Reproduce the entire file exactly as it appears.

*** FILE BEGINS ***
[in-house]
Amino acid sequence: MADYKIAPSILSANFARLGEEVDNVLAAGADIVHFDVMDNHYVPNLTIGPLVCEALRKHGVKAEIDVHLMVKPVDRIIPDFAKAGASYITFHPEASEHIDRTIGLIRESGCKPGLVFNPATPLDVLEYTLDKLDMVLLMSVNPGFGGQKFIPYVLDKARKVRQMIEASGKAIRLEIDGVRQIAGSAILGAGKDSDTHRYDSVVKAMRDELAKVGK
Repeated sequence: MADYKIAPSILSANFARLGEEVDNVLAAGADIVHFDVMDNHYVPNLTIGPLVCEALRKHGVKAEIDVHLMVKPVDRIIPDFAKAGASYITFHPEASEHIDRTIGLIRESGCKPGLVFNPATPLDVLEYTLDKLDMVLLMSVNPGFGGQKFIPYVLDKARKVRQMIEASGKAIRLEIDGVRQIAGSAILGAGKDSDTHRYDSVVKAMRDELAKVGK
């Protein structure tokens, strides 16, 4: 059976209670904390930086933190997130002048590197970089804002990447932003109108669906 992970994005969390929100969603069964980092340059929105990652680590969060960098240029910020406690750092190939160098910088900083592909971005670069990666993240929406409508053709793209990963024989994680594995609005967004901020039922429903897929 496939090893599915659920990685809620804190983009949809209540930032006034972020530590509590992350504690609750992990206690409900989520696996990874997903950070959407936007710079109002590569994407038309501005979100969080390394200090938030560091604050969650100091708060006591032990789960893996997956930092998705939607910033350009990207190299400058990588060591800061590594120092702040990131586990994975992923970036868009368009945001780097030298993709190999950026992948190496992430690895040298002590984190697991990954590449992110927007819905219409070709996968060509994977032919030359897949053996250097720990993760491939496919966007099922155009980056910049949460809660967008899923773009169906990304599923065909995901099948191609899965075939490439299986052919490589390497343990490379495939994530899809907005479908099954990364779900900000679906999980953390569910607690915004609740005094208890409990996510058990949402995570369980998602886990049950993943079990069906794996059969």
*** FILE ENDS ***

[in-house]
Amino acid sequence: MADYKIAPSILSANFARLGEEVDNVLAAGADIVHFDVMDNHYVPNLTIGPLVCEALRKHGVKAEIDVHLMVKPVDRIIPDFAKAGASYITFHPEASEHIDRTIGLIRESGCKPGLVFNPATPLDVLEYTLDKLDMVLLMSVNPGFGGQKFIPYVLDKARKVRQMIEASGKAIRLEIDGVRQIAGSAILGAGKDSDTHRYDSVVKAMRDELAKVGK
Repeated sequence: MADYKIAPSILSANFARLGEEVDNVLAAGADIVHFDVMDNHYVPNLTIGPLVCEALRKHGVKAEIDVHLMVKPVDRIIPDFAKAGASYITFHPEASEHIDRTIGLIRESGCKPGLVFNPATPLDVLEYTLDKLDMVLLMSVNPGFGGQKFIPYVLDKARKVRQMIEASGKAIRLEIDGVRQIAGSAILGAGKDSDTHRYDSVVKAMRDELAKVGK
């Protein structure tokens, strides 16, 4: 059976209670904390930086933190997130002048590197970089804002990447932003109108669906 992970994005969390929100969603069964980092340059929105990652680590969060960098240029910020406690750092190939160098910088900083592909971005670069990666993240929406409508053709793209990963024989994680594995609005967004901020039922429903897929 496939090893599915659920990685809620804190983009949809209540930032006034972020530590509590992350504690609750992990206690409900989520696996990874997903950070959407936007710079109002590569994407038309501005979100969080390394200090938030560091604050969650100091708060006591032990789960893996997956930092998705939607910033350009990207190299400058990588060591800061590594120092702040990131586990994975992923970036868009368009945001780097030298993709190999950026992948190496992430690895040298002590984190697991990954590449992110927007819905219409070709996968060509994977032919030359897949053996250097720990993760491939496919966007099922155009980056910049949460809660967008899923773009169906990304599923065909995901099948191609899965075939490439299986052919490589390497343990490379495939994530899809907005479908099954990364779900900000679906999980953390569910607690915004609740005094208890409990996510058990949402995570369980998602886990049950993943079990069906794996059969």